Over the last couple of years, the Royal Institute of British Architects have awarded their top prize, the Royal Gold Medal, to a few of the biggest names in the business, with wins by David Chipperfield this year, and I.M. Pei the year before. For 2012, they’ve headed in perhaps a lesser known direction, awarding the lifetime achievement prize to Dutch architect Herman Hertzberger. If the name doesn’t ring a bell, then it’s likely that you don’t live in the Netherlands, where he’s been a prolific architect since the 1960s, really hitting his stride in landing commissions on multiple projects in the 2000s (we highly recommend spending the next few minutes scrolling through his work on his site, even though it’s in Dutch and you might not quite understand it all). He’ll be receiving the award in February, when the medal itself is handed to him by the Queen herself. Here’s a bit from the RIBA’s President, Angela Brady:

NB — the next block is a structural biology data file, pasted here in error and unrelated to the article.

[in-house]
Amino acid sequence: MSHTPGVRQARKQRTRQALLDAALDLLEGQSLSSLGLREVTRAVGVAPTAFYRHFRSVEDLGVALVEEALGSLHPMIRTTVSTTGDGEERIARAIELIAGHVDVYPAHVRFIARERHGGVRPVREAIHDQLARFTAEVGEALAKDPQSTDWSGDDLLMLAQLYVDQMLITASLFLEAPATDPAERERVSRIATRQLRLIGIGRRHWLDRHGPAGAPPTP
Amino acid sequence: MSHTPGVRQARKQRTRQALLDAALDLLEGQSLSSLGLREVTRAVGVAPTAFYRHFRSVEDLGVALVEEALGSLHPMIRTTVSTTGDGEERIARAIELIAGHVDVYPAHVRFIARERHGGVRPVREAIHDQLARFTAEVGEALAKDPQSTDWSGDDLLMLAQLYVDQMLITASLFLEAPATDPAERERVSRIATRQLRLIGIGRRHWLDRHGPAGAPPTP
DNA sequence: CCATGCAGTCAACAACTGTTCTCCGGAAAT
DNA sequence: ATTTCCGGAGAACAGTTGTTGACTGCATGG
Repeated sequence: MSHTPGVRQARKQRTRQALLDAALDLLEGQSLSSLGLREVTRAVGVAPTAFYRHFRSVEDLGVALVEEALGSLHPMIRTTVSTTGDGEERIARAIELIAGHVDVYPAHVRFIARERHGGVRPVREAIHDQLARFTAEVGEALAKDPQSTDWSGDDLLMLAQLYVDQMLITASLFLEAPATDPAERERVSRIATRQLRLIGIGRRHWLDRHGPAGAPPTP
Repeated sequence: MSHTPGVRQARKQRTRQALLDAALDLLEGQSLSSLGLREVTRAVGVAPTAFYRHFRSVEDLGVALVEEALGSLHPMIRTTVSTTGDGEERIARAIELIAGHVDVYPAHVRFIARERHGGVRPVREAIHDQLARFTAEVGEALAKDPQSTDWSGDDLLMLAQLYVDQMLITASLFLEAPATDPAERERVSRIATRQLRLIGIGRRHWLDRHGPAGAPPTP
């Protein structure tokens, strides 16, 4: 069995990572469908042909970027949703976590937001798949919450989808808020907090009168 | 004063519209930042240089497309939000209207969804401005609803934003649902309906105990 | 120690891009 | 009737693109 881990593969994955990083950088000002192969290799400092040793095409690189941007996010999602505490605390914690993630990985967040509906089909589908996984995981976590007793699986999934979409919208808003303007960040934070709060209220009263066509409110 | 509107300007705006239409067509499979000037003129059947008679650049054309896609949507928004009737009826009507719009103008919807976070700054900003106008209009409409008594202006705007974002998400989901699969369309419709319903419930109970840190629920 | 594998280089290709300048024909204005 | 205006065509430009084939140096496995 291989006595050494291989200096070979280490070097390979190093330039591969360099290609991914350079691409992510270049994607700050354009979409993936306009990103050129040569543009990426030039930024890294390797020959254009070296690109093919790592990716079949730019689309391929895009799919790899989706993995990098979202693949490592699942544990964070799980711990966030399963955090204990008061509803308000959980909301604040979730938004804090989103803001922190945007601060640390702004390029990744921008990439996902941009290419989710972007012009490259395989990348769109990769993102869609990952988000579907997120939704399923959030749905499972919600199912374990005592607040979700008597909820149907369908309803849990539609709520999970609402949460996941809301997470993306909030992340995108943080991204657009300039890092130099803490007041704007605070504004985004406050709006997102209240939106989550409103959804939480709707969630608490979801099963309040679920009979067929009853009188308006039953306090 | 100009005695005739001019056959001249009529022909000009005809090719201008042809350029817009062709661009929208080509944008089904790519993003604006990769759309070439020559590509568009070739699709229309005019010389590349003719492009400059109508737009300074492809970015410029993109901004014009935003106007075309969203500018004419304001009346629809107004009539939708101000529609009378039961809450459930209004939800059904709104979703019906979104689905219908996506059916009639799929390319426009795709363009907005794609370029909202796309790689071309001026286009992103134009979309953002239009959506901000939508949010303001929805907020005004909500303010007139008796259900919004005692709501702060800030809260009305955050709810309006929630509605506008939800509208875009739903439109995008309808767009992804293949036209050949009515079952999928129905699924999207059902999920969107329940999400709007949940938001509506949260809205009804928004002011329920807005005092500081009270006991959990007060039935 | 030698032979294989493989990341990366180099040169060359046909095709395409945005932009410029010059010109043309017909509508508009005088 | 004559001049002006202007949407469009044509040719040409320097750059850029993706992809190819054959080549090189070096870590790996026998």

Herman Hertzberger has transformed the way we think about architecture, both as architects and people who use buildings. His architecture is about form and space which he defines as “place which has not been appropriated”. Throughout his career his humanity has shone through in his schools, homes, theatres and workplaces. The RIBA is delighted to recognise the importance of his achievements and the effect his designs have on people and place.